“Rising supplies heading into the winter have tilted a bearish outlook further in favor of shorts, and contributed to decisive losses in Nymex futures last week,” EBW said.

Weather will remain the most critical near-term variable, with Nymex futures reacting to the latest weather model runs, according to the firm. “The forecast evolution will be critical”, with any delayed signs of emerging cold allowing the winter risk premium to erode further.

“Still, unpredictable shifts -- such as the 68 Bcf decline during Thanksgiving week when other leading meteorologists were anticipating a cold outbreak to emerge -- will continue to drive the market near term,” EBW said.

Northeast Rallies

It was a relatively quiet trading day on Thursday for cash markets across the United States as moderate temperatures have settled in over much of the country. The exception was in the Northeast, where a winter weather system was set to arrive and bring reinforcing cold that may make it feel more like the middle of winter.

An Alberta clipper storm was forecast to spread a swath of snow, followed by a quick freeze from the Great Lakes to the Appalachians and New England coast, according to AccuWeather. This type of storm system originates from western Canada, and they tend to be starved of moisture; however, they can bring enough snow to shovel.

One such clipper storm was forecast to do just that across much of northern Michigan and southern Ontario beginning Thursday night, then across much of New York state, northern Pennsylvania and central New England on Friday.

“A general 1-3 inches of snow is forecast in much of this zone with a patch of 3-6 inches likely in part of central and eastern New York state,” said AccuWeather senior meteorologist Dave Bowers.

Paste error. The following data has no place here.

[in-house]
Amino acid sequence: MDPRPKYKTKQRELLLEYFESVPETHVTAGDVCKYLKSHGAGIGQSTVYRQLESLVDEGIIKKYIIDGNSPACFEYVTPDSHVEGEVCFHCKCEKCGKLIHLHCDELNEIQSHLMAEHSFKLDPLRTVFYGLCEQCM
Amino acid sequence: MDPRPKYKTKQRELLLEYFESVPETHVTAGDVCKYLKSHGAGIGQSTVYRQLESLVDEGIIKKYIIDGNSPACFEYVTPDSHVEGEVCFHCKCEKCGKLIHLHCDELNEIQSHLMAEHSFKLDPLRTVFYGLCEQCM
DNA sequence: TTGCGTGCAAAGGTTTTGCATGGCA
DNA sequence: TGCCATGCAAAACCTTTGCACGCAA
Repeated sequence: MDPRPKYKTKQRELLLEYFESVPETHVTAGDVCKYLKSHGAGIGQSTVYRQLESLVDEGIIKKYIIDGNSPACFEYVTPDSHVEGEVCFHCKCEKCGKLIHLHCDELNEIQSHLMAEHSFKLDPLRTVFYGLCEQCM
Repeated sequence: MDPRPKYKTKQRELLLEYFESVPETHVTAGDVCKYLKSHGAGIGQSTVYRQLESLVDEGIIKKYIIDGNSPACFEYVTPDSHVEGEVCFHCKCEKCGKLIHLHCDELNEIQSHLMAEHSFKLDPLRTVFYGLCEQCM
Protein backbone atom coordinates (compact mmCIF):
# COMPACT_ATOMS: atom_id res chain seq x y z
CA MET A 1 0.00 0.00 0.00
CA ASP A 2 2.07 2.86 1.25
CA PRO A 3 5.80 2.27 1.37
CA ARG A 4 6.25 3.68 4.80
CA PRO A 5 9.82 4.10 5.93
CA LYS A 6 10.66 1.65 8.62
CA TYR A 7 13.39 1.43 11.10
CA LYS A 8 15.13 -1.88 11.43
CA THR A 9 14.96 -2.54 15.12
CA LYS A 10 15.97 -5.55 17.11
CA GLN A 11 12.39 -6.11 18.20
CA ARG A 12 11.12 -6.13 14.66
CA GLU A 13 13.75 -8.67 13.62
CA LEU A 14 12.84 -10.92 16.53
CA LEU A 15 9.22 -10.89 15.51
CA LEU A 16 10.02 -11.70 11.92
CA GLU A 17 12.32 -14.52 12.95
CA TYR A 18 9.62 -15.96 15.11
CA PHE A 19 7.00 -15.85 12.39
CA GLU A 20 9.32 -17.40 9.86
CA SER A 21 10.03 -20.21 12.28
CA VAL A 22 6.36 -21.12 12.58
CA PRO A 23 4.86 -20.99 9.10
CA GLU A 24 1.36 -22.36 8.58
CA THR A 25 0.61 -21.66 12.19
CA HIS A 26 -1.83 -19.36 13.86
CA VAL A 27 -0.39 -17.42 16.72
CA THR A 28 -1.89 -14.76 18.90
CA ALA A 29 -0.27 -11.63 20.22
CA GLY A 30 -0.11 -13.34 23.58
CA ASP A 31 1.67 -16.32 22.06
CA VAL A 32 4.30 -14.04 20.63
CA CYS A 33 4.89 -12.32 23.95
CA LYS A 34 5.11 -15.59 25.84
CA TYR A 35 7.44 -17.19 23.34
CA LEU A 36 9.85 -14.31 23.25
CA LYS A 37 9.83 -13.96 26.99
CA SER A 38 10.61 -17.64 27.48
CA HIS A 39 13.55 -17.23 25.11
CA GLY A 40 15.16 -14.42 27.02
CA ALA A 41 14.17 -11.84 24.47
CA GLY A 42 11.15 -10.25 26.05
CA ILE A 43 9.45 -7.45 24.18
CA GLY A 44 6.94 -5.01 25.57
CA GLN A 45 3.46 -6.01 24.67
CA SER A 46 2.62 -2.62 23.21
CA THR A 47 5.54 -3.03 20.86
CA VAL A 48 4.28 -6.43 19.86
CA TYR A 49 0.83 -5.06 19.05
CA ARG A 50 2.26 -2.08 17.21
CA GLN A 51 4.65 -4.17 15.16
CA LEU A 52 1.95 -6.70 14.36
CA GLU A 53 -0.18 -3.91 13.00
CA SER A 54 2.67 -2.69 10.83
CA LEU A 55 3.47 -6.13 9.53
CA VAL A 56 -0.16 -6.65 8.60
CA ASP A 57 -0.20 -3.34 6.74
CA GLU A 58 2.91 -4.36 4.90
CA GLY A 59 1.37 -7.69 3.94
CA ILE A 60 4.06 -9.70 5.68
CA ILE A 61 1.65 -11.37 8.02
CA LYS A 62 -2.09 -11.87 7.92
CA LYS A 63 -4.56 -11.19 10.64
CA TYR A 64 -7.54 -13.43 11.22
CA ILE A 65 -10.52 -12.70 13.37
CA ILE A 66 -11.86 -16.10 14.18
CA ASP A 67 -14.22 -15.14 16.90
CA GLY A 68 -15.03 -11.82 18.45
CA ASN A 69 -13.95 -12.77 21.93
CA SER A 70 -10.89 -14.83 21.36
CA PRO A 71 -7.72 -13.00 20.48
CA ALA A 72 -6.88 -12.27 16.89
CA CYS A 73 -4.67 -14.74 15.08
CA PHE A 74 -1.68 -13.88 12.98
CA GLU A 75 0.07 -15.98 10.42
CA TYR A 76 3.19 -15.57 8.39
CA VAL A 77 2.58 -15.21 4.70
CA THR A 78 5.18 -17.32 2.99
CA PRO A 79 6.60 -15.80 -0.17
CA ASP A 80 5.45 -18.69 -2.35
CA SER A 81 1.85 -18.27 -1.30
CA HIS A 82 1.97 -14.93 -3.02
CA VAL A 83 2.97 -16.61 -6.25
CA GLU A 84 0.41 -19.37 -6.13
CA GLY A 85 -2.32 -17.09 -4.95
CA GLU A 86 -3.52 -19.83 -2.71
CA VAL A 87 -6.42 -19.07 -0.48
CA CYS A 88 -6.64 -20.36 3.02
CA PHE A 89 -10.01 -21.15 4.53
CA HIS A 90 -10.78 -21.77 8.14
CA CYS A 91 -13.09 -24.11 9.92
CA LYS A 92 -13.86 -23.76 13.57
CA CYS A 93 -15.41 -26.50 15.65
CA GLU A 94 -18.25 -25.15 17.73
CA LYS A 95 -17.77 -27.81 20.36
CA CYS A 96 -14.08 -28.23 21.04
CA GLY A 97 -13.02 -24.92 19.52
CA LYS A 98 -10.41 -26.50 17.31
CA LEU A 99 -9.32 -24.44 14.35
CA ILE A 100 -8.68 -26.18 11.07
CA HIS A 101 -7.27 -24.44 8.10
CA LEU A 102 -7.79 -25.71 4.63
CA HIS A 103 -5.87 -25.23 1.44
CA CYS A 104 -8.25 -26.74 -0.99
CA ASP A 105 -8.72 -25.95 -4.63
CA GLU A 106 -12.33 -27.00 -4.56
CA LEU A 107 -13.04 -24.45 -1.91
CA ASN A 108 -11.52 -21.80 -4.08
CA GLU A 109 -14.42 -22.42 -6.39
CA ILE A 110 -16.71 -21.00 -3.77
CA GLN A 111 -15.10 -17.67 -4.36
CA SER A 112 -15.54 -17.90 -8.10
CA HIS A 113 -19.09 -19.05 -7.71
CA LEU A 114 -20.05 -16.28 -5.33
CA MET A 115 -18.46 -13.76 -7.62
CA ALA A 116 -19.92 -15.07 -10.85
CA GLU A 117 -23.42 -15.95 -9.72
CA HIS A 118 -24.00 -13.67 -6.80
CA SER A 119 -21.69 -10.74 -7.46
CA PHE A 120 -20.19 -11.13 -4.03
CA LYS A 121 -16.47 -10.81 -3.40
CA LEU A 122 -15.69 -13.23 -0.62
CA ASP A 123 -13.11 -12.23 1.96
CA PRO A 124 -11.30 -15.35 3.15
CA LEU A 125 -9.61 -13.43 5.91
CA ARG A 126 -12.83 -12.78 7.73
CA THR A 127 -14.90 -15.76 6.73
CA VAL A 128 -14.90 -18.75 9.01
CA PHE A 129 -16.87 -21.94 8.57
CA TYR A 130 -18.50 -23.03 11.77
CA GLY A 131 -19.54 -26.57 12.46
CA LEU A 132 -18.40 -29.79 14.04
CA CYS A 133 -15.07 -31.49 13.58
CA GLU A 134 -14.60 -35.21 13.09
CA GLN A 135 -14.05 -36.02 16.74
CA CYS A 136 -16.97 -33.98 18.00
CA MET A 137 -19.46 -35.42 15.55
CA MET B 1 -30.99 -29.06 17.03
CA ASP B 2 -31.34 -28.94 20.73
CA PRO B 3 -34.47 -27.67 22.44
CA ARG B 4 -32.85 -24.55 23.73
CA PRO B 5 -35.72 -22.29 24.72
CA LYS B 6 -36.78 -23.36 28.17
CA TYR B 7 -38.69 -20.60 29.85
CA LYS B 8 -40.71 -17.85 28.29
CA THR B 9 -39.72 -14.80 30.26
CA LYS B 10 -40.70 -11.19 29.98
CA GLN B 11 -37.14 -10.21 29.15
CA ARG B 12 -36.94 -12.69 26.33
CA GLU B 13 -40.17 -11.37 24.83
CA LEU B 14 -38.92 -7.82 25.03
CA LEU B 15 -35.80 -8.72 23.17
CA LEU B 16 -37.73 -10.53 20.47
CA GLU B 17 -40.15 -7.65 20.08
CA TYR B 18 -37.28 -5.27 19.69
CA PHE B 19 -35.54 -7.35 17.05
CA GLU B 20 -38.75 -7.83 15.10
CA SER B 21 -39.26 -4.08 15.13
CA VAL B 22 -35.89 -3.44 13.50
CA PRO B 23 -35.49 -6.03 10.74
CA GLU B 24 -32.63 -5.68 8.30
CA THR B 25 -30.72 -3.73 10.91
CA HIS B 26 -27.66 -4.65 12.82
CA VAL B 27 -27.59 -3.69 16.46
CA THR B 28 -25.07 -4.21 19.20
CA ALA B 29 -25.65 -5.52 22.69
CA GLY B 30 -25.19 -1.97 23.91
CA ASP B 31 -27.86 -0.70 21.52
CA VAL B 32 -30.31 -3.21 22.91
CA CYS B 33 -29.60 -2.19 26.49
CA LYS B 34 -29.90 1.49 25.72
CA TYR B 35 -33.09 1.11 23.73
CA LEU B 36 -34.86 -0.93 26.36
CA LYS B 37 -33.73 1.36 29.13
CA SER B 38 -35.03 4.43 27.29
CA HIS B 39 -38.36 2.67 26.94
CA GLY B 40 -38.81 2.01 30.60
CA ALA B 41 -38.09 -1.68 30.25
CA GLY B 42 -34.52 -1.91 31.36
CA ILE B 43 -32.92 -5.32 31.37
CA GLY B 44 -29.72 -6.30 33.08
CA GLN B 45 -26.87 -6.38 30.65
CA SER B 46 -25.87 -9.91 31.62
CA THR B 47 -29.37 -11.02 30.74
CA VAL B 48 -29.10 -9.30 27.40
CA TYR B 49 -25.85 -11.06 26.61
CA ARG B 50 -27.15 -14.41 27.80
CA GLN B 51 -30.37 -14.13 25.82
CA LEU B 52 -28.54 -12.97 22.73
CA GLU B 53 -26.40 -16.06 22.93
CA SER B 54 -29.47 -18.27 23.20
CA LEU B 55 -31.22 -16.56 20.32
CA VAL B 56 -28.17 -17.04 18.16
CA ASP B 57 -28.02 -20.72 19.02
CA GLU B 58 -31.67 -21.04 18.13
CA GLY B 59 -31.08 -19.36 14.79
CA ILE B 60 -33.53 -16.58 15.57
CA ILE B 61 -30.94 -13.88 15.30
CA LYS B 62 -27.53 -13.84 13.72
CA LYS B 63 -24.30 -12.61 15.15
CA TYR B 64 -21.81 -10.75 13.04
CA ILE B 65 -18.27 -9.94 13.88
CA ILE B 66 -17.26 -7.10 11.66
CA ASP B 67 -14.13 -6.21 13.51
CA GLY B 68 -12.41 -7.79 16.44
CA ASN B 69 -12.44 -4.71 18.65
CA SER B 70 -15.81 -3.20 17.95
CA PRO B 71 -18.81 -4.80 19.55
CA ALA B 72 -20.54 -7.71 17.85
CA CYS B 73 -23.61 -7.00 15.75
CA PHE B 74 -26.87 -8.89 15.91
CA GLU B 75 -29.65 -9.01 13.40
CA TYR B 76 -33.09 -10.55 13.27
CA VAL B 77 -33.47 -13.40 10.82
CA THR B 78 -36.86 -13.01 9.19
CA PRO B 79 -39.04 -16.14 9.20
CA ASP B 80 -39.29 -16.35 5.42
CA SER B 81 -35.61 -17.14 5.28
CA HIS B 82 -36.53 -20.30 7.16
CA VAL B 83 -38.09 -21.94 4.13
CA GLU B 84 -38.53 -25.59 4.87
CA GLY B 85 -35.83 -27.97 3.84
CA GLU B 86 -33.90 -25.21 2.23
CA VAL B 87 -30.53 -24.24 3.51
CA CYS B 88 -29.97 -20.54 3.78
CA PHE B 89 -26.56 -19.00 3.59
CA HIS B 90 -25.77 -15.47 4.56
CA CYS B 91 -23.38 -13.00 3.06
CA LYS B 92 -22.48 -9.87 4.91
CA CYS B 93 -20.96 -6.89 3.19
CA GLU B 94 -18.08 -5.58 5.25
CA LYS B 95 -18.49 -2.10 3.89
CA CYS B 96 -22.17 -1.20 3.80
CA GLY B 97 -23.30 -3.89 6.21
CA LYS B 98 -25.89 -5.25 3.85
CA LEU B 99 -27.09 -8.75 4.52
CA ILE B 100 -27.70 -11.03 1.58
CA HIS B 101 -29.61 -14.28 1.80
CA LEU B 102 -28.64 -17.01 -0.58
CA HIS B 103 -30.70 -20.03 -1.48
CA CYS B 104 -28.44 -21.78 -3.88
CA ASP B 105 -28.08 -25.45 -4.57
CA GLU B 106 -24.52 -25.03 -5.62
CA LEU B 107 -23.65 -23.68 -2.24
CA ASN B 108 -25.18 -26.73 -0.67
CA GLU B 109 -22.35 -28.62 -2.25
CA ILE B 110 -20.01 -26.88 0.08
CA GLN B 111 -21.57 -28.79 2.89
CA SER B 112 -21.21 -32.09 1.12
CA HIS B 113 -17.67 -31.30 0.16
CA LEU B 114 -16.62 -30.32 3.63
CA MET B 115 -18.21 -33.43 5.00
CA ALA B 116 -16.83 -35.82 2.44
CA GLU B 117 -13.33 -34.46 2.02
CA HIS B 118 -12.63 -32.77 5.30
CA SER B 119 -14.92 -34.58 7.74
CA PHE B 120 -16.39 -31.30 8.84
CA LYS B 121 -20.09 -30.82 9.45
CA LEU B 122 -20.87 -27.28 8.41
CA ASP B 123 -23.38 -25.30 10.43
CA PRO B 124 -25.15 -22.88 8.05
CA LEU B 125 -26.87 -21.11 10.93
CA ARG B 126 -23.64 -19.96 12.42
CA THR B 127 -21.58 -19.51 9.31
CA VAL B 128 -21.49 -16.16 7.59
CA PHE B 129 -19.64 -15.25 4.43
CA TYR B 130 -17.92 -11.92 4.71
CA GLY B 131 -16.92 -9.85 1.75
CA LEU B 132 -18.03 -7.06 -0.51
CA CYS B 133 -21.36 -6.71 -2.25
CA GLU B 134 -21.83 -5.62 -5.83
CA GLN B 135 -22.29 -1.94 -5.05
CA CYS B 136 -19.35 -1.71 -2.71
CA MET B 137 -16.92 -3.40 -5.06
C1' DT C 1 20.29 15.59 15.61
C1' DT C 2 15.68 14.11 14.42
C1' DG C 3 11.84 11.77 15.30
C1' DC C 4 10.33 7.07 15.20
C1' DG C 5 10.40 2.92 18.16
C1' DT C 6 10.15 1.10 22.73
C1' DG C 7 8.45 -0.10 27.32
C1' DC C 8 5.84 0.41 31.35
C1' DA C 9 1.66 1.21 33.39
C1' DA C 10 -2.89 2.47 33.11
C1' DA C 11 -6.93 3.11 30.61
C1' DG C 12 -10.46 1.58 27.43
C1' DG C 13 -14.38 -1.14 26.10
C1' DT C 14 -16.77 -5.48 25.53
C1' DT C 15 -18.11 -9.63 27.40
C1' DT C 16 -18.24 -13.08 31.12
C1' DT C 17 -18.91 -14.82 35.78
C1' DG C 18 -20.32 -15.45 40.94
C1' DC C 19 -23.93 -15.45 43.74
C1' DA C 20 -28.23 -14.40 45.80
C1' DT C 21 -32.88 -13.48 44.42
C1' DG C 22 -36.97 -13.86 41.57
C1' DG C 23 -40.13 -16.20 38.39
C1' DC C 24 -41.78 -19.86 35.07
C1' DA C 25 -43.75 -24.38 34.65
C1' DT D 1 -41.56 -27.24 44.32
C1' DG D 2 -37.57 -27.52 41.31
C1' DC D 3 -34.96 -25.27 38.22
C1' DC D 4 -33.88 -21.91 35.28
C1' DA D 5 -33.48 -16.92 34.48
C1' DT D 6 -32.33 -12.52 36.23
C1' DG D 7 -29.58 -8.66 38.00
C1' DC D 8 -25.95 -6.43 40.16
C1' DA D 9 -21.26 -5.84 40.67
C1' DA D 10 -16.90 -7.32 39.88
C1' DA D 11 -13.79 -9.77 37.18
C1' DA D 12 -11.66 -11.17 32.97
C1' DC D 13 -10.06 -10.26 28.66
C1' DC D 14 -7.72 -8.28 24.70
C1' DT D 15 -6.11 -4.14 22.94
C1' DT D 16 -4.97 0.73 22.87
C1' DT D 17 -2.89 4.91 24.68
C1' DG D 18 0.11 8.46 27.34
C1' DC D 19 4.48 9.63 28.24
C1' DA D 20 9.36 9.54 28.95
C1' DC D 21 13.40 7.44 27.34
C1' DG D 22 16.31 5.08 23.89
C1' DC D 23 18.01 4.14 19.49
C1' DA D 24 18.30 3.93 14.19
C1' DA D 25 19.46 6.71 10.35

On the southern edge of the storm, from western and central Pennsylvania to northern New Jersey, southeastern New York state and southern New England, rain and snow showers are in store, but a quick coating to an inch of snow can occur in some locations, especially over the higher elevations, the forecaster said.

In the wake of the system, much of the Great Lakes and Northeast states “will remain locked in with a colder-than-average weather pattern through Saturday,” AccuWeather said.

The chilly outlook sent spot gas prices at New England’s constrained Algonquin Citygate surging 83.0 cents to $4.605. Farther south, Transco Zone 6 NY rose only 5.5 cents to $2.410.

Appalachia prices also strengthened on the frigid near-term outlook, although gains were limited to around a nickel at most pricing hubs. The exception was along Texas Eastern Transmission, which continues to be restricted at various points as part of a long-term maintenance event.

Several markets in the Southeast, Louisiana and Midcontinent saw spot gas prices slip a few cents amid the mild weather in store for those regions. Henry Hub fell 5.5 cents to $2.315. OGT posted a more substantial 10.5-cent decrease to $1.645.

In the Midwest, Chicago Citygate prices held steady at $2.190, with every pricing hub in the region only budging by a few cents at best.

West Texas prices similarly posted only small day/day changes, with Waha coming in at $1.485.

California cash was a mixed bag as SoCal Citygate plunged 31.5 cents to $4.805, while PG&E Citygate picked up 2.0 cents to reach $3.295.

The modest gain in the northern part of the state comes as forecasts call for a major winter storm to slam central and northern California beginning Friday. Although the center of the storm system will move ashore in Oregon later Saturday into Saturday night, the worst of the impacts will occur farther to the south, according to AccuWeather.

Heavy rain and gusty winds are forecast to target coastal areas from San Francisco northward into southern Oregon spanning Friday into Saturday, as well as the Central Valley's I-5 corridor from Sacramento to Redding, the forecaster said. A general 1-2 inches of rain is expected in the lowest elevations of the I-5 corridor and San Francisco Bay area, while 2-4 inches is more likely in coastal areas of Northern California.